5.0 Mustang & Super FordsNews & Views
Real Appeal: Inside Uncle Robin's Real Street Engine Program
We go inside Uncle Robin's Real Street garage to take a look at his Real Street engine program.
After spending three years in Factory Stock, infamous NMRA racer Uncle Robin Lawrence decided to climb the next rung of the class ladder and turn his seasoned Factory Stock red notch into a Real Street machine. It wasn't an easy decision for Robin. His years in Factory Stock were an education, but his combination was often a tick behind, keeping the F/S championship just beyond his reach. Factory Stock not only honed his earlier skills, but it also helped Robin learn new ones--enough so that he felt ready for more.
The Real Street class has become quite popular, and Editor Turner predicts there will be a full field running in one of the NMRA's events this season. While the class has grown beyond the scope of the original plan (give a racer a rule book and he'll work every angle), the original concept was something Robin liked right at the start, even though he wasn't able to immediately move into the class. With streetable combinations and off-the-shelf parts mandated by the rules, the Real Street class was something Robin could easily relate to from his years of street tuning and building projects for other people. He already feels at home in the class. And few people recall Robin once fielded a nine-second, turbocharged racer that would have fit in the old days of Outlaw.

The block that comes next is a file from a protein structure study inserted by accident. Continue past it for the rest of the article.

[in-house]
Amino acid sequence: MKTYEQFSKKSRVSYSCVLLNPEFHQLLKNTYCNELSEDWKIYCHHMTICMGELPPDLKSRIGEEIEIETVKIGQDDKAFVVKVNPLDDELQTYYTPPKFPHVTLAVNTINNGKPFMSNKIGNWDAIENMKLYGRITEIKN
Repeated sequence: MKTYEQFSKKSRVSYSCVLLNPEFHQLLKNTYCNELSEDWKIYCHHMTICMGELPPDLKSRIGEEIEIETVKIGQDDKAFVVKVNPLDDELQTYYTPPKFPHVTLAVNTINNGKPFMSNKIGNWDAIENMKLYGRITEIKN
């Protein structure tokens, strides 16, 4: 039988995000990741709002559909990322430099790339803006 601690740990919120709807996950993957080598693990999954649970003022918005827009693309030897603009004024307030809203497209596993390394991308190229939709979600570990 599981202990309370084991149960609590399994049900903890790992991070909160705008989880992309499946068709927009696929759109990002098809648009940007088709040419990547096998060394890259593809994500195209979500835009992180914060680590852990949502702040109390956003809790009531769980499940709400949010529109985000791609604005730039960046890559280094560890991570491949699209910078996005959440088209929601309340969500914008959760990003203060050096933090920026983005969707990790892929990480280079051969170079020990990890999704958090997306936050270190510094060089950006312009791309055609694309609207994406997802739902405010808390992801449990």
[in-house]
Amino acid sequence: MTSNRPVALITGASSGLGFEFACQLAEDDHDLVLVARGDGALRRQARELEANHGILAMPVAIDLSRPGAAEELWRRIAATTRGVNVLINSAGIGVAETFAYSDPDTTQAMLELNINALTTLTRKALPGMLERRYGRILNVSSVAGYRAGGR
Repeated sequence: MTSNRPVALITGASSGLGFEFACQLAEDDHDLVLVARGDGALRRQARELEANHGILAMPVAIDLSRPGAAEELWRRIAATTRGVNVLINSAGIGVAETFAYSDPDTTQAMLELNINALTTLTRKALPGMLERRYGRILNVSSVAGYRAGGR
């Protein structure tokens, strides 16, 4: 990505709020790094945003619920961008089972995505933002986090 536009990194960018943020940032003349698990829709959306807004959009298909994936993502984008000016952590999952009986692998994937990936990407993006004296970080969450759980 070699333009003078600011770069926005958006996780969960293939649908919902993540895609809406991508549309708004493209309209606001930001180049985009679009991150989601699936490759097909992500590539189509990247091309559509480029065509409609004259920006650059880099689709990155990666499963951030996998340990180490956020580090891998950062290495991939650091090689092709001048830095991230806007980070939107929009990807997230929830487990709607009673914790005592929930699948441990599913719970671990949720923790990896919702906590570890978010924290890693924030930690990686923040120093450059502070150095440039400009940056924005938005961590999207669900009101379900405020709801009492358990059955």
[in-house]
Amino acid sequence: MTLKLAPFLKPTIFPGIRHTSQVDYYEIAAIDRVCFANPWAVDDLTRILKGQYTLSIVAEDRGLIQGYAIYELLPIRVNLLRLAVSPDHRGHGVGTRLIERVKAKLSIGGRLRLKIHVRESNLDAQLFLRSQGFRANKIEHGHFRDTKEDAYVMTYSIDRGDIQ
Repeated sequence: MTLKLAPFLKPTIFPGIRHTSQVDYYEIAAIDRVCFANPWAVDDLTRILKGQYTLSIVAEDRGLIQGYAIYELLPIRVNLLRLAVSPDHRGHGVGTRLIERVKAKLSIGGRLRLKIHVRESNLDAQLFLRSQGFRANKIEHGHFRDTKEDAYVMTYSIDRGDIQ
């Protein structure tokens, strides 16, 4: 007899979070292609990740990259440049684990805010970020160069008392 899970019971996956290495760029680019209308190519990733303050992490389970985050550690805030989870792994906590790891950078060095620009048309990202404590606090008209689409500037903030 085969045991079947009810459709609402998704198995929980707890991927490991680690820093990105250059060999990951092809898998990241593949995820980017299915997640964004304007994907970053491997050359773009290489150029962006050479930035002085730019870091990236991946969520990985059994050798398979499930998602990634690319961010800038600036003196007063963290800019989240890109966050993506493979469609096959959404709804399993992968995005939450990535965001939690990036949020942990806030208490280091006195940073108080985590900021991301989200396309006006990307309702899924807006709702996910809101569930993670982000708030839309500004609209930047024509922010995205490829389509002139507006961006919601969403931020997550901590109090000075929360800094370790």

Horse Sense: As do many racers, Robin was waiting on new parts and throwing his new car together just a week before the NMRA season opener at Bradenton Motorsports Park. When we saw him a few days before the event, he had yet to scale the car and was looking to rent the local eighth-mile track for some testing. He must be on to something with his new combination--at Bradenton he was the number-two qualifier in Real Street and finished runner-up.
While Real Street may not be Outlaw or Renegade, it does have a unique rule set that differs significantly from the Factory Stock program Robin was used to running. Tubular K-members, coilover suspension, power adders, slicks (instead of drag radials), and more horsepower and lower e.t.'s (so everything happens faster inside the car as well) meant Robin had to start from scratch. Using his Factory Stock red notch, he went to work converting suspension, brakes, and more to ready the chassis for a new Real Street-spec'd engine. We received a lot of good feedback from Robin's article on building a Factory Stock engine ("Taking Stock," Sept. '02, p. 157), so when he came to us inquiring about the same concept for his new Real Street engine, we gave the thumbs up for him to get to work.
The buildup of Robin's new engine for Real Street is in the following captions and sidebars. Unlike last year's Factory Stock engine, he actually had this one in the car for the Bradenton opener, just as he promised.